News Article | June 21, 2011
TESARO, Inc., a Waltham, Massachusetts-based oncology-focused biopharmaceutical company, has secured $101m in Series B financing. The round was led by Kleiner Perkins Caufield & Byers, with participation from founding investor New Enterprise Associates and new backers InterWest Partners, T. Rowe Price, Pappas Ventures, Oracle Partners, Deerfield Management and Leerink Swann. This funding will help TESARO advance and expand its cancer product portfolio including Rolapitant, a Phase 3-ready neurokinin-1 (NK1) receptor antagonist being developed for the prevention of chemotherapy-induced nausea and vomiting (CINV), and small molecule inhibitors of Anaplastic Lymphoma Kinase (ALK). In conjunction with the financing, Beth Seidenberg, M.D., Partner, KPCB and Arnold Oronsky, Ph.D., General Partner, InterWest Partners have joined TESARO’s Board of Directors. The company has co-founded by former executives of MGI PHARMA, an oncology and acute-care focused biopharmaceutical company that was acquired by Eisai Co., Ltd. in 2008 for $3.9bn, and is led by CEO Lonnie Moulder.
News Article | June 23, 2015
Beth Seidenberg is a licensed physician immunologist who helped bring drugs like the asthma drug Singulair and the pain medication Vioxx to market before turning to venture capitalism. As a partner at Kleiner Perkins Caufield & Byers (KPCB), she’s helped develop companies that led to some pretty sizable exits, and we’re thrilled to announce that Seidenberg will be talking with us about her journey, Silicon Valley and her take on medical biotech startups at Disrupt SF 2015. Since Seidenberg joined KPCB in 2005, she’s incubated five companies and served as the founding CEO of two. Perhaps most notably, she navigated the exit of biotech company Flexus Biosciences, which was acquired by Bristol-Myers Squibb in February for $1.25 billion. Her other exits include Arresto Biosciences (acquired for $225 million), Atara Biotherapeutics (IPO in October 2014), Tesaro (IPO in 2012), and iPierian (acquired by Bristol-Myers Squibb in 2014 for $725 million). She also serves on the board of 9 companies, including 3-V Biosciences, Armo Biosciences, Atara, Auxogyn, Breathe Technologies, Epizyme, iPierian, Redbrick Health and TESARO, all of which keeps her pretty busy while staying abreast of everything happening in the healthcare arena. Needless to say, Dr. Seidenberg provides a valuable skill set to KPCB and we’re lucky to have her speak at Disrupt SF. Seidenberg has a lot to say about the current state of the healthcare system, the tech industry’s love – hate relationship with the Food and Drug Administration, and how the healthcare startup landscape is changing in light of President Obama’s Affordable Care Act. And she’s playing a central role in that change. At KPCB, Seidenberg focuses on life science, investing in digital health and biotech companies who drive to improve health and the treatment of patients. Before KPCB, Seidenberg was senior vice president of development and chief medical officer of Amgen, Inc. Prior to that, she was a senior executive in research and development at Bristol-Myers Squibb as well as Merck & Co., Inc. She received her M.D. degree from the University of Miami, and did post-graduate training at Johns Hopkins University, George Washington University and the National Institutes of Health. Come hear what insights Seidenberg has to share at Disrupt SF 2015, which takes place September 21 – 23 at San Francisco’s historic Pier 70. Early bird tickets to the show are still available, and you can secure your spot at the best startup event in tech by buying a ticket here.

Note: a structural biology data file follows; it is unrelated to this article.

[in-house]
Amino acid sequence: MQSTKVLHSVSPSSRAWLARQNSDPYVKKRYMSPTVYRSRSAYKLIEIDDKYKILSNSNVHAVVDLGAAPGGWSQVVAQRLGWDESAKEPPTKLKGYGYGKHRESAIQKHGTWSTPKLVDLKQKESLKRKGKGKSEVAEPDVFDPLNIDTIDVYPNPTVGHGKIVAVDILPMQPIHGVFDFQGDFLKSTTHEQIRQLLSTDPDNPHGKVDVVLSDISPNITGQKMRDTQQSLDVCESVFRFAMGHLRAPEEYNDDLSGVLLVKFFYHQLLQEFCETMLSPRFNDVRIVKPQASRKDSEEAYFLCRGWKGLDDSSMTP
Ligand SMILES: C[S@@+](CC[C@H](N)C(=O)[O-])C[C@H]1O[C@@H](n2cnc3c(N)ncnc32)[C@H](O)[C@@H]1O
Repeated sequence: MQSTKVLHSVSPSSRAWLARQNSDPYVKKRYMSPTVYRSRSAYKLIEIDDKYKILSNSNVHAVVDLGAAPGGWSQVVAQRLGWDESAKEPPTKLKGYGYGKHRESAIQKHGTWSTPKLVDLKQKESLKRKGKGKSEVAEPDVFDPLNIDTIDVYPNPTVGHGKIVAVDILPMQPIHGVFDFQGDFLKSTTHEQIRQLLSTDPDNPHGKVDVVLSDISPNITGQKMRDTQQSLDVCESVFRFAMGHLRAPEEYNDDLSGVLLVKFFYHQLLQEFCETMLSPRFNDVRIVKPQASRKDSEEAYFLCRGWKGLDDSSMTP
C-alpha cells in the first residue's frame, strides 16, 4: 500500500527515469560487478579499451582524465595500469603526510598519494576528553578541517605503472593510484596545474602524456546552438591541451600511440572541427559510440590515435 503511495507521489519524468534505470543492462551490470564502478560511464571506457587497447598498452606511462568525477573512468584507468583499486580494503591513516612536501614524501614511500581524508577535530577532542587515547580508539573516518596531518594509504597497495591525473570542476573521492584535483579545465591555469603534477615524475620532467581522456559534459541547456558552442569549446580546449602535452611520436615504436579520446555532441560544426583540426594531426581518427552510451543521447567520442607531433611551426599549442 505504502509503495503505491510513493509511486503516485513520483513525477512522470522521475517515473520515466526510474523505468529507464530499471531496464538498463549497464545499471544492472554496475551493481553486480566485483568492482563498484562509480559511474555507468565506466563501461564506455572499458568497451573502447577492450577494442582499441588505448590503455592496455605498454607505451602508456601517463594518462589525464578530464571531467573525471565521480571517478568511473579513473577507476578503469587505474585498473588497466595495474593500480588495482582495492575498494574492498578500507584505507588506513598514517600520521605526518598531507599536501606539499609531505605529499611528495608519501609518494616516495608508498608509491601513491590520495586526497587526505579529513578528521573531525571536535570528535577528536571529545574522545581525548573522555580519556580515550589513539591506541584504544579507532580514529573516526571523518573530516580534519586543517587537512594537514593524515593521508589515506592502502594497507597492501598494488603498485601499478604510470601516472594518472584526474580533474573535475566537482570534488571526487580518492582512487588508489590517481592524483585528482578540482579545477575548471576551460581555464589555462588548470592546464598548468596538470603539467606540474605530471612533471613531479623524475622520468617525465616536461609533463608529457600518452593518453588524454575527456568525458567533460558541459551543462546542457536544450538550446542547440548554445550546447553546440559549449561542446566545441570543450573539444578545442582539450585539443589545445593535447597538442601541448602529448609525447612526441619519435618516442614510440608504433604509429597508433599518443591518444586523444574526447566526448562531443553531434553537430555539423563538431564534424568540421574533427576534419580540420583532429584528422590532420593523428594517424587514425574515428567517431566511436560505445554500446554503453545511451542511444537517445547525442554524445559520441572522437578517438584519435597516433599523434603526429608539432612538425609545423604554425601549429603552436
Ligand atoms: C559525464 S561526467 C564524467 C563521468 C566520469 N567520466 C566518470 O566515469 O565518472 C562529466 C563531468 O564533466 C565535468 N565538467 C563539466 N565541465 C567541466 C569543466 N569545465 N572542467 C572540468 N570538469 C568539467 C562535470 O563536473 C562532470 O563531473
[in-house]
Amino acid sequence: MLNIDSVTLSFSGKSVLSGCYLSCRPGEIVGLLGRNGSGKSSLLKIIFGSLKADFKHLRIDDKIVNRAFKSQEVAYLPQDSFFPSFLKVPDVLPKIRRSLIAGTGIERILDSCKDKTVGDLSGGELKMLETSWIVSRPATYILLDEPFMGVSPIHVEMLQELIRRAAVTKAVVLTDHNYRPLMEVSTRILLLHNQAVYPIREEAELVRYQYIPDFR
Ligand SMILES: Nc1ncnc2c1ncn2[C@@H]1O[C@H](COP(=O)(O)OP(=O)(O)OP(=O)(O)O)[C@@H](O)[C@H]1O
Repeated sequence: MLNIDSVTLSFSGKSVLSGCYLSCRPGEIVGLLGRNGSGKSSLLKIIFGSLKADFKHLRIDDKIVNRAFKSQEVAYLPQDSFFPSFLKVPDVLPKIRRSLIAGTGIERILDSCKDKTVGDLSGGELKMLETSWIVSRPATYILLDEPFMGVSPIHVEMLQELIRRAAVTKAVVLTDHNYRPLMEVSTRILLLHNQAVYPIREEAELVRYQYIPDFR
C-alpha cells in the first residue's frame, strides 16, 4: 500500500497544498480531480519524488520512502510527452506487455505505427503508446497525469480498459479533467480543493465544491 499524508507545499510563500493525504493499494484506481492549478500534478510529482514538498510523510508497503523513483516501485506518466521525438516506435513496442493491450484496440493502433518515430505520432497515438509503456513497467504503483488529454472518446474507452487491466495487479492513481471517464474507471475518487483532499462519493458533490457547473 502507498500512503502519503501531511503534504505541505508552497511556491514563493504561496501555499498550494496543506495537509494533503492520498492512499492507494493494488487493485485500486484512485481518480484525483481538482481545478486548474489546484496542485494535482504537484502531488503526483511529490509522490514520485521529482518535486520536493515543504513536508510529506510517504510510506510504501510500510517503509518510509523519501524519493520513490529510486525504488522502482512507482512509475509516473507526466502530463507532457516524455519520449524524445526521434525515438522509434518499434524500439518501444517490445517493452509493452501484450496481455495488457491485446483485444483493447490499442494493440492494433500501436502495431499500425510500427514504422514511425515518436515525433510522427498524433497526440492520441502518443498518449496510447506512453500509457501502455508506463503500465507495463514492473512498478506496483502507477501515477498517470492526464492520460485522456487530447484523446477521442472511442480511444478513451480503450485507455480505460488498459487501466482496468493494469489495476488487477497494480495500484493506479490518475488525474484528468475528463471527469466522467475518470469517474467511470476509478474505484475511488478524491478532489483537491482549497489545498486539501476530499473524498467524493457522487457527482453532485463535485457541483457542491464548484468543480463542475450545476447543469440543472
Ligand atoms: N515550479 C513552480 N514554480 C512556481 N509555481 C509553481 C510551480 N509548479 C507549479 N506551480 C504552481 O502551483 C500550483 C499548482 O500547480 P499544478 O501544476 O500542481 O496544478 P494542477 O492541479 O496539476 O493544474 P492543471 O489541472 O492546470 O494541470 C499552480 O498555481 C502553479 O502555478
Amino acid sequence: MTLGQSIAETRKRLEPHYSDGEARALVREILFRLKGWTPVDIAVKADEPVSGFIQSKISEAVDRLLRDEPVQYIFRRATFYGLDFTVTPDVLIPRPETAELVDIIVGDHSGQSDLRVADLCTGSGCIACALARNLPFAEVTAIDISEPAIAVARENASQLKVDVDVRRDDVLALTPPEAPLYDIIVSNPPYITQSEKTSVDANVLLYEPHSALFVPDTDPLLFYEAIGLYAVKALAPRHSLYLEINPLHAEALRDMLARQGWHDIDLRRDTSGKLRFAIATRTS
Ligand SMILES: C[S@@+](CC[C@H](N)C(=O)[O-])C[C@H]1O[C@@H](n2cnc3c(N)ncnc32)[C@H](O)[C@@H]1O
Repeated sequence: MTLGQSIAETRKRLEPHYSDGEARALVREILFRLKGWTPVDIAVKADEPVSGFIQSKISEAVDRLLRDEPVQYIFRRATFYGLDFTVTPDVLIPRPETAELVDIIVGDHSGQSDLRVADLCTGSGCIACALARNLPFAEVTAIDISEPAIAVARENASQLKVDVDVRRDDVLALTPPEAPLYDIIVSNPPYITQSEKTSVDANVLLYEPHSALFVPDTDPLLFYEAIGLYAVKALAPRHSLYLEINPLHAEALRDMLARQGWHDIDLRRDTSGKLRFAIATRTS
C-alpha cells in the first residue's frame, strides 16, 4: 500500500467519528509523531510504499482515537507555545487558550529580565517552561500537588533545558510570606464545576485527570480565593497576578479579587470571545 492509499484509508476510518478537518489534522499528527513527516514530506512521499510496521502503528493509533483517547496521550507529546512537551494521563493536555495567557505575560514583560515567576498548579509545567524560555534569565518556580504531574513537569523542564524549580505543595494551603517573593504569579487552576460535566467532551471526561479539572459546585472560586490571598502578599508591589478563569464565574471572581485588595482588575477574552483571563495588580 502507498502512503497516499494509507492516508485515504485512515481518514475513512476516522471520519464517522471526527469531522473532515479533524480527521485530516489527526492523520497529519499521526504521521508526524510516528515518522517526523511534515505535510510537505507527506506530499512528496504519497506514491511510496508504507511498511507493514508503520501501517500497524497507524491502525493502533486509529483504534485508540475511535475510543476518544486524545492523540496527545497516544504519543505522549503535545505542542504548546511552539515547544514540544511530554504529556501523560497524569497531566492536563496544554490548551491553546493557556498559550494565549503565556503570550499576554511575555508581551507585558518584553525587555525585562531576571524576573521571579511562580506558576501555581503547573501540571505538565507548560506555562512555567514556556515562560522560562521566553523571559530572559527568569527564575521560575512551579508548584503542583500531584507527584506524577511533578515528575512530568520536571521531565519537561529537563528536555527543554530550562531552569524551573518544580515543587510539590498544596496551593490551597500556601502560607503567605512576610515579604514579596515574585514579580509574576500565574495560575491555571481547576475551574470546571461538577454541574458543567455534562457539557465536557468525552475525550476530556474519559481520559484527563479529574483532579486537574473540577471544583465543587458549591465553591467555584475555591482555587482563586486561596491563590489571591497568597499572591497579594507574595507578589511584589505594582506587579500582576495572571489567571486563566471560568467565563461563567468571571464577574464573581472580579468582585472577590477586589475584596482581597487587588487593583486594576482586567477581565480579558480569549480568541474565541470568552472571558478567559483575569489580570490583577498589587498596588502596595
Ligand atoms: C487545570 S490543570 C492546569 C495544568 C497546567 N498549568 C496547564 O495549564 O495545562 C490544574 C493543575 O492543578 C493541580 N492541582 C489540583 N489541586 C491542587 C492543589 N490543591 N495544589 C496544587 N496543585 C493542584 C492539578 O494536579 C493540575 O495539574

News Article | June 21, 2011
TESARO is a privately held oncology-focused biopharmaceutical company whose passionate associates are dedicated to improving the lives of cancer patients by developing and providing safer and more effective therapeutics and supportive care products. TESARO plans to develop one or more compounds for oncology indications, including the treatment of patients with non-small cell lung cancer (NSCLC) whose tumors express an ALK fusion protein; recent clinical proof-of-concept has been demonstrated for ALK inhibition in this patient population. The Series B financing will fund further development of these programs and expansion of the pipeline.